Firstly, like chewybaws says, insects are animals. They are in the Invertebrate class of animals; those that don't have a vertebra like arachnids and worms etc.I don't consider insects animals, they are insects.
But getting back to the original question I feel that as honey is produced by bees for bees, like cow milk is for calves etc, then is is ethically wrong to take it from them. There are also the humane concerns of large-scale bee keeping such as killing off the bees in winter to keep costs done, removing the Queen Bee's wings so she can't fly away.... Small-scale bee keepers and hobbyists don't tend to do that though and they usually do care about their bees very much.
The honey bee is in real danger, they are being poisoned by pesticides and insecticides, their habitats are being destroyed, the Varroa mite is killing them and basically they are dying out. This is not just terrible for them but it threatens the whole of planet Earth. The planet needs bees because they pollinate the plants that other species eat, without bees (and other pollinating creatures) the plants would die out and then there would be nothing to eat.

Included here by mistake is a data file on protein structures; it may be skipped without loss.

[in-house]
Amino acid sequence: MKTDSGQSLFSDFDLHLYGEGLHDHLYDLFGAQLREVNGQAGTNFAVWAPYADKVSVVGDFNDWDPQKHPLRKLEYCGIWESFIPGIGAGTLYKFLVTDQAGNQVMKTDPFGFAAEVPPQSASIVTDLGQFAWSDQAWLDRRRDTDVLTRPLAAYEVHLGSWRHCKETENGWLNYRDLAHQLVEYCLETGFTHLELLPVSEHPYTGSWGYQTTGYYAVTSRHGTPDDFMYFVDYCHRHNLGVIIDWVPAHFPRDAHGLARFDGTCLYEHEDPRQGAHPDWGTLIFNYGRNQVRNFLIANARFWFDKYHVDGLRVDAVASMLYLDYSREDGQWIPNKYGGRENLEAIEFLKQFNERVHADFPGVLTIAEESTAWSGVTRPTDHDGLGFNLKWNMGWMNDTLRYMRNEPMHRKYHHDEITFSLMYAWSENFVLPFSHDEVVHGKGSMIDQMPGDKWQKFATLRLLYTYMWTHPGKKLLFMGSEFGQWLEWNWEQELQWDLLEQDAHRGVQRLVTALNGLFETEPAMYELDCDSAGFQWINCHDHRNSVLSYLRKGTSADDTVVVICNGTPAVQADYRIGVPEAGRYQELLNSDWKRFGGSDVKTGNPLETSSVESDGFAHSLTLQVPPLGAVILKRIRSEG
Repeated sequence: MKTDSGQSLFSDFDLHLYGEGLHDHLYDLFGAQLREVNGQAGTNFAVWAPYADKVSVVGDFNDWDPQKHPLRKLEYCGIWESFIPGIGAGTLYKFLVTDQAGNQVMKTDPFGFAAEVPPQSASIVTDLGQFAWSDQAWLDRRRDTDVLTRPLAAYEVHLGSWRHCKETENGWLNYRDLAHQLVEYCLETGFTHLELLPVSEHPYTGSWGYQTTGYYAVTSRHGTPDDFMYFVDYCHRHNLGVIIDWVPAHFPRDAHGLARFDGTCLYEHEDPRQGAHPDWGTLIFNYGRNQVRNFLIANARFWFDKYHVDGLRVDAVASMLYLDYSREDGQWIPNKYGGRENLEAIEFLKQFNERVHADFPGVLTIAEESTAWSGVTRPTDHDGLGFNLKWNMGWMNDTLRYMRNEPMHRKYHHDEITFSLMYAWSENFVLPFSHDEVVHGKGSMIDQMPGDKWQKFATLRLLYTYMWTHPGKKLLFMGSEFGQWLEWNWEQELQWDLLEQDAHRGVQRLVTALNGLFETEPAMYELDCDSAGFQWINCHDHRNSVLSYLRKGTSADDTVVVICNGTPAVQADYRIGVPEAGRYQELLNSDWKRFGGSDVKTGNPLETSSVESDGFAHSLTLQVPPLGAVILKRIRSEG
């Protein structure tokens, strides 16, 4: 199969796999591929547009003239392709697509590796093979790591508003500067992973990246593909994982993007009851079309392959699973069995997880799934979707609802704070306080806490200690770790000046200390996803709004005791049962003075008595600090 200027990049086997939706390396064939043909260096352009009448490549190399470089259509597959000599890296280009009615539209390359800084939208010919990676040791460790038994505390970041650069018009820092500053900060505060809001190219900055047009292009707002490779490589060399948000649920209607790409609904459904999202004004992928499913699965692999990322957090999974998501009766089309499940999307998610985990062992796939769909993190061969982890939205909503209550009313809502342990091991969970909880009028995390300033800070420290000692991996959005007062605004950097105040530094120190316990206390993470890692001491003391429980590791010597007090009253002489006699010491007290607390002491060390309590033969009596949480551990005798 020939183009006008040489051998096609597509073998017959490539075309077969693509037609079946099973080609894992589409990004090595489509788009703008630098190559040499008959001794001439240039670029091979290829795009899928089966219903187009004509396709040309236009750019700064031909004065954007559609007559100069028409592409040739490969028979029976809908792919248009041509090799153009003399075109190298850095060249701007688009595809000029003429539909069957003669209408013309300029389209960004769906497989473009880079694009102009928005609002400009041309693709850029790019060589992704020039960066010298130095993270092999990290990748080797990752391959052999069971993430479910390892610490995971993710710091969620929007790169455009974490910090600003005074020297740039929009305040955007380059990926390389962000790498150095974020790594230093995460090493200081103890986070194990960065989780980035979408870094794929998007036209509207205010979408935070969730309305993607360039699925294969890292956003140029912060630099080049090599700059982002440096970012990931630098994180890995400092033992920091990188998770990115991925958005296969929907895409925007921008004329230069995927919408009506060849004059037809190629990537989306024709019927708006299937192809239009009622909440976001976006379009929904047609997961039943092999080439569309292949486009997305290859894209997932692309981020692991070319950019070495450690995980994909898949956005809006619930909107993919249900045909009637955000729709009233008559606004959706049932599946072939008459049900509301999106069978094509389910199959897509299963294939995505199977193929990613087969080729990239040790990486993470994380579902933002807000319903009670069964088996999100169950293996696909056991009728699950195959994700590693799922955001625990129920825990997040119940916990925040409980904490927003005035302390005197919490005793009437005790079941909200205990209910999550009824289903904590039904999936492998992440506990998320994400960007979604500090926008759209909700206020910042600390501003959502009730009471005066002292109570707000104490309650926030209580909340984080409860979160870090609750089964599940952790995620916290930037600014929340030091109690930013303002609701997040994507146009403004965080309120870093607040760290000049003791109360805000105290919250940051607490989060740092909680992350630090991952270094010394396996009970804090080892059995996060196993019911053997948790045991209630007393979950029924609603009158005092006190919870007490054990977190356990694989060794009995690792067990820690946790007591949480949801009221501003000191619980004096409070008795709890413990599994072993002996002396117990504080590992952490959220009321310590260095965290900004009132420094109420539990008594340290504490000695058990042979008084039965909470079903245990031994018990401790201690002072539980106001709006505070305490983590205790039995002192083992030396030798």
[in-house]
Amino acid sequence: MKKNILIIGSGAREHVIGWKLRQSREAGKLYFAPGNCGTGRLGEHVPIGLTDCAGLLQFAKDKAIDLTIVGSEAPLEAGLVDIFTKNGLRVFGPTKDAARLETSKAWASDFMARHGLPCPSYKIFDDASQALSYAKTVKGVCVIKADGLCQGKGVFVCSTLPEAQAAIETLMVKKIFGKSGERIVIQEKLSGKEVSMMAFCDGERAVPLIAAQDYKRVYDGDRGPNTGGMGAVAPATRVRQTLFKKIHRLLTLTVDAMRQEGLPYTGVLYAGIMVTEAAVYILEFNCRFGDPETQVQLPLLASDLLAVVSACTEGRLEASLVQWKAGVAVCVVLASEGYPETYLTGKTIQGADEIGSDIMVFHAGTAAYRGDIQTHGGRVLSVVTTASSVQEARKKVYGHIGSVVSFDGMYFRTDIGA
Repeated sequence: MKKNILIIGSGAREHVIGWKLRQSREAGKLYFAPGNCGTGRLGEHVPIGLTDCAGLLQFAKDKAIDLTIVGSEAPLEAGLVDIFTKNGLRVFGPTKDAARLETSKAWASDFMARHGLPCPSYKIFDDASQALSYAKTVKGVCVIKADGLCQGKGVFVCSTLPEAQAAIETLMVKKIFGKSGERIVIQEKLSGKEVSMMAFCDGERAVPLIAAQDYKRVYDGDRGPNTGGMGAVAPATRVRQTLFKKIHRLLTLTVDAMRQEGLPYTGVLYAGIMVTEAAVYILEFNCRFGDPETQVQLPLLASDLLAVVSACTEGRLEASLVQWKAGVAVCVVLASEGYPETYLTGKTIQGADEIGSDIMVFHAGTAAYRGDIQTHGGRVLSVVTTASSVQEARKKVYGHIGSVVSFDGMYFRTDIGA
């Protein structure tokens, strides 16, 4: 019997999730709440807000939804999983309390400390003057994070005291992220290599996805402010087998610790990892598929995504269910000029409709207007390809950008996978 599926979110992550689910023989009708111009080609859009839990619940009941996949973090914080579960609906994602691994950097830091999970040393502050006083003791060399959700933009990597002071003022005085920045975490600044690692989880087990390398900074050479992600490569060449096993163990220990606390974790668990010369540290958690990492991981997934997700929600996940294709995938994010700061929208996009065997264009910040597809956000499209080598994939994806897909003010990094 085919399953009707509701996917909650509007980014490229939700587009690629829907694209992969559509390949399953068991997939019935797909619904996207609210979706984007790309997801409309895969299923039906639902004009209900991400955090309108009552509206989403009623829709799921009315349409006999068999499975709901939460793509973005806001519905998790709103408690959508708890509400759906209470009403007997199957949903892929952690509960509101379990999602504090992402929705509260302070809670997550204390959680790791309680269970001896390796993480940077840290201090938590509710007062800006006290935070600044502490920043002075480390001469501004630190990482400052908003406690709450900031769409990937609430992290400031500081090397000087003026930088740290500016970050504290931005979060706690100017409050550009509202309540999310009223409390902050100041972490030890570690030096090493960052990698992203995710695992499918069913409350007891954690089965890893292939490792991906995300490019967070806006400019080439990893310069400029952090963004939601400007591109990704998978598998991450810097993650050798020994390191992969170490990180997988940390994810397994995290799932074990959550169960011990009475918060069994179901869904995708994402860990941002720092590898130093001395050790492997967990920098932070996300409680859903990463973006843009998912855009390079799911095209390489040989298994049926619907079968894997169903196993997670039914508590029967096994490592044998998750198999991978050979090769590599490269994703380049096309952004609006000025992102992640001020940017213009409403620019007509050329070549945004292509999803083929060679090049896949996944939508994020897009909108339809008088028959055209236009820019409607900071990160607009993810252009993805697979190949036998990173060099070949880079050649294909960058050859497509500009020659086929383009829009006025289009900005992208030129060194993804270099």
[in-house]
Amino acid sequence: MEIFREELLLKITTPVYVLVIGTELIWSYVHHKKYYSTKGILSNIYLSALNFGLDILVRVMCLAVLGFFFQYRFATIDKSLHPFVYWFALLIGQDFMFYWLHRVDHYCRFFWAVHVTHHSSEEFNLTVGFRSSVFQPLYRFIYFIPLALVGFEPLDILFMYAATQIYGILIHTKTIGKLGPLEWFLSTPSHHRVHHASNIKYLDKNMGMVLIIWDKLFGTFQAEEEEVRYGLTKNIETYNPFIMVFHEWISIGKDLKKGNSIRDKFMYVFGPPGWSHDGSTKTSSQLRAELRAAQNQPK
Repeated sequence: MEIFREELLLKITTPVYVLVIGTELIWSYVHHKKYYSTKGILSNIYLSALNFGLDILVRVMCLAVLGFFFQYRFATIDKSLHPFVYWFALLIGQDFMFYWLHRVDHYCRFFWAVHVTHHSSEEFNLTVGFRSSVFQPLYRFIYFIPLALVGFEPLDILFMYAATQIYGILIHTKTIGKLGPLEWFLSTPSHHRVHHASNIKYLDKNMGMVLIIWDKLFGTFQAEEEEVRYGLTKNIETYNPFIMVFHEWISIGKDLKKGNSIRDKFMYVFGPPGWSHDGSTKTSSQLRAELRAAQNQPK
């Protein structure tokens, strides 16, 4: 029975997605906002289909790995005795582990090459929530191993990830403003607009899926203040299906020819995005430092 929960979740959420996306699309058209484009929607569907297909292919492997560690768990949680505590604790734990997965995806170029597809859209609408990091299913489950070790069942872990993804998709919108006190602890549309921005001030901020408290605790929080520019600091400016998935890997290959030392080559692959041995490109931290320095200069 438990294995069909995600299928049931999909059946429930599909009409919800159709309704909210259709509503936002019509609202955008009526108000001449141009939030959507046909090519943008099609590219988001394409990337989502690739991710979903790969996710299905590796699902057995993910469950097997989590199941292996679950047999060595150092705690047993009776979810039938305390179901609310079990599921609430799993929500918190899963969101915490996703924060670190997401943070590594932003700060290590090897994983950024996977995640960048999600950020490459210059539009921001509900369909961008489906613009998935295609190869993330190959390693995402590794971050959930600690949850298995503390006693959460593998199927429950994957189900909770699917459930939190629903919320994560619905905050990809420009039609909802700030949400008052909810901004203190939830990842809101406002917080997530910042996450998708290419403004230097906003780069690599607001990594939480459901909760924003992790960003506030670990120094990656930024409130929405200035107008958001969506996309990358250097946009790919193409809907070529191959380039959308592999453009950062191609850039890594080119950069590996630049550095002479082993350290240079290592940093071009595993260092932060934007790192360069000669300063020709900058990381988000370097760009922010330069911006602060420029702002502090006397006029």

I think that if someone is going to eat honey, they should choose to get it from small-scale bee keepers, organic if possible, and check-out the bee keepers to make sure they do treat their bees humanely. That way they are helping the bees but aren't profiting the uncaring large-scale producers.
As Richard says though, we do not need honey, so if someone just wants to help the bees then there are a number of things you can do and organisations you can support. You can even get bug nest boxes to give the little critters somewhere warm and safe to sleep. But probably the best thing you an do for bees is to plant shrubs and flowers that they like such as borage, buddleia (the butterfly bush), sunflowers, Asters, Lavenders - there's loads of info about which plants the bees love best on this site: http://www.themelissagarden.com/plants.html
If you really want to help the bees (and other pollinating creatures, and the world in general) then spend your money on plants, nest boxes and donating to the bee saving projects - you'll do a lot more good that way then buying one jar of honey every few months